Extron Electronics takes end-to-end digital transmission to another level with the introduction of the Fiber Matrix 6400, a high-performance, modular matrix switcher. The system was designed for facilities requiring high-resolution video signals to be transported over a fiber-optic infrastructure, and it is available in configurations ranging from 8×8 channels to 64×64 channels. The system accepts computer video, DVI, and multirate SDI inputs, and it supports digital switching up to 4.25Gbps. Integrators will appreciate having front-panel access in tandem with RS-232 and Ethernet control for remote configuration.
Back in the control room, of course, it's all about picture quality. Sony's Master Series has expanded to meet that need with the no-holds-barred BVM-L230 HD LCD monitor. With a five-year design cycle that generated 40 patents, this 23in. design features an industry-first, 10-bit LCD panel driver with full 1920×1080 resolution. New developments include a color space selection function, a Picture-in-picture display, and an interlace display mode, along with an LED backlight system that trumps conventional LCD monitors. Incorporating Sony's Trimaster design architecture, the BVM-L230 offers a high level of color accuracy, precision imaging, and consistent picture quality in a professional flatpanel display.
The future of digital projection continues to burn bright. Texas Instruments, champion of 1080p resolution and 3-chip DLP imaging, introduced a smaller, more affordable chip set, the DLP 0.7in. XGA 3-chip. With this architecture already dominating the digital-cinema market, this new platform allows for a smaller light source, prism, and DLP chip, and it will be offered to manufacturers with a full set of lenses. Initial resolutions will be XGA, WXGA, and 720p, with more options promised for the future. Ultimately, that means better image quality in smaller machines, and at significantly lower prices. Manufacturer interest is running high; the first global product, the Sharp XG-P610X, is already scheduled for release in Q1 of 2008.
This section is dedicated to those new products that go beyond mere audio and video. Most of these products are convergent by nature, with a special emphasis on design and productivity tools for AV professionals.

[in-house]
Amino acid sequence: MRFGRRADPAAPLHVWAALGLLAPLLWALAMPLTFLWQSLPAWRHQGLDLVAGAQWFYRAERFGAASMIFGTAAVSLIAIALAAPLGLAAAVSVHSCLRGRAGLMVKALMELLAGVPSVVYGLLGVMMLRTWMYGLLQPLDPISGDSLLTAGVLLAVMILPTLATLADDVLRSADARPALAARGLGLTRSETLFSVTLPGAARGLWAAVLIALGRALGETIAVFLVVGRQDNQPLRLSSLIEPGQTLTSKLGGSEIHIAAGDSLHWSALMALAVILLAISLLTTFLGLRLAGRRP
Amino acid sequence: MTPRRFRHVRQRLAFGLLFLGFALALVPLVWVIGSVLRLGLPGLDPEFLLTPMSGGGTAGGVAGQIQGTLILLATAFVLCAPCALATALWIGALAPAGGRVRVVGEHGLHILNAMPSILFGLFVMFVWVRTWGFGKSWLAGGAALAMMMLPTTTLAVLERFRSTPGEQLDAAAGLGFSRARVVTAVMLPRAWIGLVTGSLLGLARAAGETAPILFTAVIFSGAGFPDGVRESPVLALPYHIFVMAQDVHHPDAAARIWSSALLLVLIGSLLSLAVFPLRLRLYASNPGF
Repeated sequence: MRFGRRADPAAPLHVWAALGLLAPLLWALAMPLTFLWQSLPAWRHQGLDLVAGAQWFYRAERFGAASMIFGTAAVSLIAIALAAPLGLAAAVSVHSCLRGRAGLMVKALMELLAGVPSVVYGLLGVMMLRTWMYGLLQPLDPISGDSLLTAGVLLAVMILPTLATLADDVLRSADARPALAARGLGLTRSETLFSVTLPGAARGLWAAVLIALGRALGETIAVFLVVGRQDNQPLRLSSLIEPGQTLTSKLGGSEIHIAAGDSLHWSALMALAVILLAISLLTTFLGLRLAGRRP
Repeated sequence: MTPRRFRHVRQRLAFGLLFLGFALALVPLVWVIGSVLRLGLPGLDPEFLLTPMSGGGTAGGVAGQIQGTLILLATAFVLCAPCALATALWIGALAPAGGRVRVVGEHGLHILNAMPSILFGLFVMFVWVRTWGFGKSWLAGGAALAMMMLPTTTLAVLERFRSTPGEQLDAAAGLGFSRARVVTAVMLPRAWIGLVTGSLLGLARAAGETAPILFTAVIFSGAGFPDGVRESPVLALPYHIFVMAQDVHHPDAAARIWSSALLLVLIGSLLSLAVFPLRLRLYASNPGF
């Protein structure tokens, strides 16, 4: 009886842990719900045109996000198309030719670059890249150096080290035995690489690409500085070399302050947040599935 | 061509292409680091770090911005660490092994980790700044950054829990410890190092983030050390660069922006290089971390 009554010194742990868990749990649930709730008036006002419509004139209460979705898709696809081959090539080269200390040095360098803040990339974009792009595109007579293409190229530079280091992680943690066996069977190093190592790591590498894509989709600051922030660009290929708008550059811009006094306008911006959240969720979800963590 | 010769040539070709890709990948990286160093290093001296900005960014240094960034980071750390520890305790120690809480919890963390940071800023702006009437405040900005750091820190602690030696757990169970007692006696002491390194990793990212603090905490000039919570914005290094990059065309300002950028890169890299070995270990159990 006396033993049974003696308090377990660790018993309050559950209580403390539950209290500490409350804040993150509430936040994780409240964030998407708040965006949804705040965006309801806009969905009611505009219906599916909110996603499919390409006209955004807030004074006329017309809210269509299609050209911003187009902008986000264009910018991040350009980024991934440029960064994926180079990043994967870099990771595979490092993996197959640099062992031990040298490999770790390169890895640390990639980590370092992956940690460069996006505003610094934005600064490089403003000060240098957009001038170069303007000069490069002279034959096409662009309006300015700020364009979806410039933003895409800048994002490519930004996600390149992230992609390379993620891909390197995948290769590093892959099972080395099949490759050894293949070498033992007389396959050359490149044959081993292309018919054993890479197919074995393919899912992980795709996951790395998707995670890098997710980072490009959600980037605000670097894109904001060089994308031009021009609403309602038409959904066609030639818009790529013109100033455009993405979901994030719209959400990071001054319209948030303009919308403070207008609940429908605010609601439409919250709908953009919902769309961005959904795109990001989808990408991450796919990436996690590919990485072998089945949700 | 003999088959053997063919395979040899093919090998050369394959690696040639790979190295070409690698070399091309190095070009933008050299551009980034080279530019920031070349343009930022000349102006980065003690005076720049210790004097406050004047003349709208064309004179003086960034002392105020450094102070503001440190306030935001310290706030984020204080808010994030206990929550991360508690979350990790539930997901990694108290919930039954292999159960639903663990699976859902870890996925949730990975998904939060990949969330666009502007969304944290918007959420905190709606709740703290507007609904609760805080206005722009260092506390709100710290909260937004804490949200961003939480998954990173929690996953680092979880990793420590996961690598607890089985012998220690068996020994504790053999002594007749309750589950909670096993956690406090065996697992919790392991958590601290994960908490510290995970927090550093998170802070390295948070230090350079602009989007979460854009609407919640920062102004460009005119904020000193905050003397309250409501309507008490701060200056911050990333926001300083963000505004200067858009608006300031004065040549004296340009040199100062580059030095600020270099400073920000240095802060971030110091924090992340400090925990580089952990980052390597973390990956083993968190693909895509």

Honored at NSCA, Stardraw.com's Stardraw A/V 2007 is a software-based CAD application tool that supports both pictorial and block schematics, including detailed rack layouts, with incredible ease. Files can be easily shared via the free Stardraw Viewer or printed via Windows (either on a PC or a Mac running PC-emulation software such as Virtual PC). Powerful reporting functions are fully integrated into Excel, and A/V 2007 supports both DWG and DXF files, so it plays well with others. Perhaps the most attractive aspects of this CAD application are its intuitive ease of use and its massive library of product symbols. With this one application, integrators can generate sales presentations, engineering schematics, detailed rack layouts, pricing, quotations, and more.
Knowing that frequency crowding is a fact of life and wireless demand continues to grow, Kaltman Creations delivered the Spectran HF4040 spectrum analyzer at a breakthrough price. The compact HF4040 handles the full RF spectrum from 10Hz to 4GHz, with a zoom feature and hot-button presets for quick access to 10 specified ranges. It comes with PC software for logging activity over time, making it ideal for planning frequency deployment. The Spectran HF4040 comes complete with omni- and unidirectional antennas, a rechargeable battery system, a tripod stand, and a sturdy aluminum travel case.
The Crestron MPS-100 multimedia presentation system combines out-of-the-box functionality with custom programming ability. Within a single 2RU component, the MPS-100 packs a Crestron control system, multimedia switcher, audio controls, and a 40W amplifier, saving considerable rack space without sacrificing performance. The switcher can route two video and three computer sources to a single display, with control available via Ethernet, RS-232, or infrared. The system's output offers full system control, including independent video preview, through a variety of Crestron touchpanels. On the audio side, the MDS-100 handles both balanced and unbalanced signals, with full controls and thump-protected mute. The system offers out-of-the-box video switching and audio control via the front panel. Crestron's 2-Series Ethernet control is integrated as well, with MediaManager software for fast setup and fully custom systems programmable through SystemBuilder.